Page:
Don’t lie by omission.
If you don’t directly address the ugly parts of the Bible, and the parts that don’t make sense, then people are left to either adopt whatever interpretation they hear, or just continue in a vague fog of Biblical misunderstanding left over from the 1930s. Neither one have served us well. You’re the preacher. It’s your job to expound and confront that text. Sometimes your job will be hard, but that doesn’t mean you get to avoid it. If there are no good answers, say that. If it’s a hard story, say that.
The more you can confront and name the discomfort in the safety of the liturgy, the more your people can confront and name the discomfort in the wider world.

Knit Theology

Because my current ministry lacks a building, the local Episcopal church has generously allowed me to use a desk in a corner of their office bullpen.  I keep their deacon/office administrator company while I tend to my various college-ministry-office tasks, and she holds down the fort. It’s a good arrangement.  knitting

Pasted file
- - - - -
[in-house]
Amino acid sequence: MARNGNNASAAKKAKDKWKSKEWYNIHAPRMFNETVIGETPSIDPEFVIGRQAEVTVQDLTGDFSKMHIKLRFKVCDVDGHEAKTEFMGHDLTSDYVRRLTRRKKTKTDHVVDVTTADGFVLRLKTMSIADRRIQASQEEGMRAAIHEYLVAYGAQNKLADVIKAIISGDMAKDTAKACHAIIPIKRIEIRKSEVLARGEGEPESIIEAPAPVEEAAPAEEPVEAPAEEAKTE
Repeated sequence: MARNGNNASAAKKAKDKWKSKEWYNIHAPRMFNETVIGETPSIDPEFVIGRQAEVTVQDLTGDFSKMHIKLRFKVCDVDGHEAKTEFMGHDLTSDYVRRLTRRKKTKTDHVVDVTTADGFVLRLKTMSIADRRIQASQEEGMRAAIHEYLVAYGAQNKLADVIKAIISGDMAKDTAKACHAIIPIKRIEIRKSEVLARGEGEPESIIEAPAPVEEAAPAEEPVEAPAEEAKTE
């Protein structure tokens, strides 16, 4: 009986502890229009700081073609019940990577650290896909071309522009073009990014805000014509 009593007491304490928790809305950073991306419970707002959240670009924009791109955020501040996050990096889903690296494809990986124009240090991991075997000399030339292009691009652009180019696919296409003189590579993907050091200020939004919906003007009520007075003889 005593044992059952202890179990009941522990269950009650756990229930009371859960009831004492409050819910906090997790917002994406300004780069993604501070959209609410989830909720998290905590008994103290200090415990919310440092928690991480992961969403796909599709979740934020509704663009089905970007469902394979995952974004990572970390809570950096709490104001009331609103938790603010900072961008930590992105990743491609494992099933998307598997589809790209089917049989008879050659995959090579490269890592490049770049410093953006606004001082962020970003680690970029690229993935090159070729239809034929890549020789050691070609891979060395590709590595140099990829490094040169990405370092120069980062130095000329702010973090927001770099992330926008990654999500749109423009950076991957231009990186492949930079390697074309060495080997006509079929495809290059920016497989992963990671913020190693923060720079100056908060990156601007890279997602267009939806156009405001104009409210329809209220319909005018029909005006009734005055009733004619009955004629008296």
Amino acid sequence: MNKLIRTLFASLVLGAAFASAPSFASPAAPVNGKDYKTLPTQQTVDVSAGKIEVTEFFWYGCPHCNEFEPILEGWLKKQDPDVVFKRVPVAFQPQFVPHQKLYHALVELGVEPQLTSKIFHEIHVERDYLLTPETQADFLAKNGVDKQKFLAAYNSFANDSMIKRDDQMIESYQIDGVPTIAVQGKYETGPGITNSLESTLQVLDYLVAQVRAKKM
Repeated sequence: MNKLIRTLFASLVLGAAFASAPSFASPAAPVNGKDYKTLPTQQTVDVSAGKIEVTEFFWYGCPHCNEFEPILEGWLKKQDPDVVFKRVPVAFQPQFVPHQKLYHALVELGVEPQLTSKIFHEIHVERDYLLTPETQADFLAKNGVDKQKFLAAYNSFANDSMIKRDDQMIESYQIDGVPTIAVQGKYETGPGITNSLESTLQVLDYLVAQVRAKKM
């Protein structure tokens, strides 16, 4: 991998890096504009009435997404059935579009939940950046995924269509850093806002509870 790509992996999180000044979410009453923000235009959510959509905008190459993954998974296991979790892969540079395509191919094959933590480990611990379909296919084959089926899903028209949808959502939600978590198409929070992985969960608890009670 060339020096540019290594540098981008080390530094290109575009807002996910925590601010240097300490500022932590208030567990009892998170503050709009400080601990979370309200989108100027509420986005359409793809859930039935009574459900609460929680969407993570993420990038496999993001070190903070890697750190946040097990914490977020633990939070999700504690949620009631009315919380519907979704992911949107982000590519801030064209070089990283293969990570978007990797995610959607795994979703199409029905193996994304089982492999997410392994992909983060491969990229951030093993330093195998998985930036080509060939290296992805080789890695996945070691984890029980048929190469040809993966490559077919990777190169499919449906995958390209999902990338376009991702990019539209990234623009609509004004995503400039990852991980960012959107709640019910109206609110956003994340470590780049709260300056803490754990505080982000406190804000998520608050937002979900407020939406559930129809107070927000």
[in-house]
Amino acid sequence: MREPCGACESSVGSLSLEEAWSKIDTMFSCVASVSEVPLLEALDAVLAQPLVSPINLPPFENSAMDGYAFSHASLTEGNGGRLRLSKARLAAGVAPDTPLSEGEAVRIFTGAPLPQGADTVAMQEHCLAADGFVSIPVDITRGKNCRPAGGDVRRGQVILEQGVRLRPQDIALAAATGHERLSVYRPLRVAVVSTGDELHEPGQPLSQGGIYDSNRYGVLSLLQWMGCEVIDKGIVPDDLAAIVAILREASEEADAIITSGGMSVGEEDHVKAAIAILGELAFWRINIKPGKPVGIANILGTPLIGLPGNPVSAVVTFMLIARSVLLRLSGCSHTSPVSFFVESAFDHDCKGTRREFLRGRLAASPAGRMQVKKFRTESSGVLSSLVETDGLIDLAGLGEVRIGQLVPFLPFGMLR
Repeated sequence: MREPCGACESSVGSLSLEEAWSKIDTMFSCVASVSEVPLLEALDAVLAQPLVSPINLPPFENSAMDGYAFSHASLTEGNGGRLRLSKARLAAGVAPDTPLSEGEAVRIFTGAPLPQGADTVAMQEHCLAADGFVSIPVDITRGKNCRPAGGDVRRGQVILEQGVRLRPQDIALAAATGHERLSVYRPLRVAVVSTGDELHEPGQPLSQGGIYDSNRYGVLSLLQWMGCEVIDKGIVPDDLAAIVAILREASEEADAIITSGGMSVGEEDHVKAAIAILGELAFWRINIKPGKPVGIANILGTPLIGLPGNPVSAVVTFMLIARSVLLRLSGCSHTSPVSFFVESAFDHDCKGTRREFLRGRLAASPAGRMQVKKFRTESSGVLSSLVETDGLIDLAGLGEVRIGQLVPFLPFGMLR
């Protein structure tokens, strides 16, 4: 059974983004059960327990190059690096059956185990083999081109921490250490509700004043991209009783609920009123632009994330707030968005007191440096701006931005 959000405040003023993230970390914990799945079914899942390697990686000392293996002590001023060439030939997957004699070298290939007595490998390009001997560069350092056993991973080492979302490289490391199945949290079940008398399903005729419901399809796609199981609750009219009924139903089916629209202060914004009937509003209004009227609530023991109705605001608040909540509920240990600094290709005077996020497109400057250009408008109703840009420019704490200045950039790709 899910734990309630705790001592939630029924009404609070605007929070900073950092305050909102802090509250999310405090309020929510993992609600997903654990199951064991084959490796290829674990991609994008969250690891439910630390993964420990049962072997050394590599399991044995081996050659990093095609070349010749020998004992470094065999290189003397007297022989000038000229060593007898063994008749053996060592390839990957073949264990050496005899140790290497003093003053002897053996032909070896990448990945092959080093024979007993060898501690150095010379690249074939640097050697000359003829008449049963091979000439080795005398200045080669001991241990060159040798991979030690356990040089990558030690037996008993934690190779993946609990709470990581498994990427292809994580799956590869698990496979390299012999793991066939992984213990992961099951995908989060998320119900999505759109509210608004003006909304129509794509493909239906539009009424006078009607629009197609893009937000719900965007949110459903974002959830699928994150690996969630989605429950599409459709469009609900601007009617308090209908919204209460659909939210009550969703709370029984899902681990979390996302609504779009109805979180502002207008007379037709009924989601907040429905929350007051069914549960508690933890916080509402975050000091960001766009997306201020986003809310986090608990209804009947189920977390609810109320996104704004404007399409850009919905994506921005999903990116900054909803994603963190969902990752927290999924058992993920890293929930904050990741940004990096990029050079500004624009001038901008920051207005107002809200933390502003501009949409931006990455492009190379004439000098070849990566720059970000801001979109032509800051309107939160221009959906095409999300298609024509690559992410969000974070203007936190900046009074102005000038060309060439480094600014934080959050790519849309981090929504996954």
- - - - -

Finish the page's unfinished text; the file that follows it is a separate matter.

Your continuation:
Last week, a young boy, “Zach”,* stopped by on his weekly rounds to pick up our recycling.  He is around 10 years old, and comes by every week to pick up our glass for us, for pocket money.  He doesn’t go to church, but our deacon has been working on him long and hard about this matter for over a year now.
This week, he stopped in the office with his mom, because he came to the conclusion that his father would greatly appreciate a hand-knitted washcloth for Christmas, and he was just the person to provide him with one.  Accordingly, he stopped in to procure knitting instructions from our deacon, “Beth”.
Beth whipped out the needles and yarn, and got right to it.  I scooted over on my chair to observe, since I am great at knitting, but bad at teaching it.  Within 15 minutes, Zach had a serviceable beginning to a washcloth, and was fixated on the second row, like it held the secret to Mideast peace.  “Now, Zach,” said Beth, “you really should come to our youth group here next week.  I think you’d like it.”